Recurrent Wnt Pathway and ARID1A Alterations in Sinonasal Olfactory Carcinoma

Lisa M. Rooper, Abbas Agaimy, Diana Bell, Jeffrey Gagan, Gary L. Gallia, Vickie Y. Jo, James S. Lewis, Nyall R. London, Michiya Nishino, Robert Stoehr, Lester D.R. Thompson, Nasir Ud Din, Bruce M. Wenig, William H. Westra, Justin A. Bishop

Research output: Contribution to journalArticlepeer-review

Abstract

Sinonasal tumors with neuroepithelial differentiation, defined by neuroectodermal elements reminiscent of olfactory neuroblastoma (ONB) and epithelial features such as keratin expression or gland formation, are a diagnostically challenging group that has never been formally included in sinonasal tumor classifications. Recently, we documented that most of these neuroepithelial neoplasms have distinctive histologic and immunohistochemical findings and proposed the term “olfactory carcinoma” to describe these tumors. However, the molecular characteristics of olfactory carcinoma have not yet been evaluated. In this study, we performed targeted molecular profiling of 23 sinonasal olfactory carcinomas to further clarify their pathogenesis and classification. All tumors included in this study were composed of high-grade neuroectodermal cells that were positive for pankeratin and at least 1 specific neuroendocrine marker. A significant subset of cases also displayed rosettes and neurofibrillary matrix, intermixed glands with variable cilia, peripheral p63/p40 expression, and S100 protein-positive sustentacular cells. Recurrent oncogenic molecular alterations were identified in 20 tumors, including Wnt pathway alterations affecting CTNNB1 (n = 8) and PPP2R1A (n = 2), ARID1A inactivation (n = 5), RUNX1 mutations (n = 3), and IDH2 hotspot mutations (n = 2). Overall, these findings do demonstrate the presence of recurrent molecular alterations in olfactory carcinoma, although this group of tumors does not appear to be defined by any single mutation. Minimal overlap with alterations previously reported in ONB also adds to histologic and immunohistochemical separation between ONB and olfactory carcinoma. Conversely, these molecular findings enhance the overlap between olfactory carcinoma and sinonasal neuroendocrine carcinomas. A small subset of neuroepithelial tumors might better fit into the superseding molecular category of IDH2-mutant sinonasal carcinoma. At this point, sinonasal neuroendocrine and neuroepithelial tumors may best be regarded as a histologic and molecular spectrum that includes core groups of ONB, olfactory carcinoma, neuroendocrine carcinoma, and IDH2-mutant sinonasal carcinoma.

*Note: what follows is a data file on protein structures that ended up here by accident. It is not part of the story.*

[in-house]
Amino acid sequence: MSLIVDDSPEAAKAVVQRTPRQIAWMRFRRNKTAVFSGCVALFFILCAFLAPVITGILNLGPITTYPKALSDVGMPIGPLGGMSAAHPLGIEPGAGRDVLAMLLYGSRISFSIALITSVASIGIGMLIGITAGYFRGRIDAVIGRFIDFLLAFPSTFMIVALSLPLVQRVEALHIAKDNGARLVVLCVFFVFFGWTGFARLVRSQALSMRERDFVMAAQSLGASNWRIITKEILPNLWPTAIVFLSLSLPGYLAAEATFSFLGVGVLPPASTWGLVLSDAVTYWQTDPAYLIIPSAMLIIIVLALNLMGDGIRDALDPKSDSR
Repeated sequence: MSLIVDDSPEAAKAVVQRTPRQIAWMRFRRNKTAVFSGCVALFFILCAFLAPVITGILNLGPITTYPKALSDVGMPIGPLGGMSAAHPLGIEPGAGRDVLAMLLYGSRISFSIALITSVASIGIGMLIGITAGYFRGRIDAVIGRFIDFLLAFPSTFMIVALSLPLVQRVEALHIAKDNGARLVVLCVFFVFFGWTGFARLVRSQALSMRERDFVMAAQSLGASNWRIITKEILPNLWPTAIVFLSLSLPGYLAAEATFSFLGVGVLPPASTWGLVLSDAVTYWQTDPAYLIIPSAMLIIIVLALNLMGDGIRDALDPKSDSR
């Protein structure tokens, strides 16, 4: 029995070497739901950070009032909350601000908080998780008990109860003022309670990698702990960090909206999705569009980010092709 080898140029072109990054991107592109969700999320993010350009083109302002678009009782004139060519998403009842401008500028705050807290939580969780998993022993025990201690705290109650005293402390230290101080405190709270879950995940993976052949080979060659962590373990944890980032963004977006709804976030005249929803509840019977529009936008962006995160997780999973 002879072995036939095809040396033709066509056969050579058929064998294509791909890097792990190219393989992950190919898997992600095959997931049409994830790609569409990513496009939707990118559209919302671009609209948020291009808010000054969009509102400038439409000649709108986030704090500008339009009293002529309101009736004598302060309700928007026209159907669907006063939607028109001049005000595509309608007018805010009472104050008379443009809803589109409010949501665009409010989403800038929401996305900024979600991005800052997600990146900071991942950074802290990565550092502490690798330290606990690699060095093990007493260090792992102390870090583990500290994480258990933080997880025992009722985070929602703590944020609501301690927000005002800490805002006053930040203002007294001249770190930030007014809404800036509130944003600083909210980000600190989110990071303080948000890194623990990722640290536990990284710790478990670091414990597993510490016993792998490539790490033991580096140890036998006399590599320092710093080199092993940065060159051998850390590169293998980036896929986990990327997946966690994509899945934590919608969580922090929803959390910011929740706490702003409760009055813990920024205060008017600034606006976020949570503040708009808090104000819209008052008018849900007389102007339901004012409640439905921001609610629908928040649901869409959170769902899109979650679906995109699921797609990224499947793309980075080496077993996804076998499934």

Original languageEnglish
Article number100448
JournalModern Pathology
Volume37
Issue number5
DOIs
StatePublished - May 2024
Externally publishedYes

Keywords

  • adenocarcinoma
  • immunohistochemistry
  • molecular diagnostics
  • nasal neoplasms
  • neuroendocrine carcinoma
  • olfactory carcinoma
  • olfactory neuroblastoma
  • teratocarcinosarcoma

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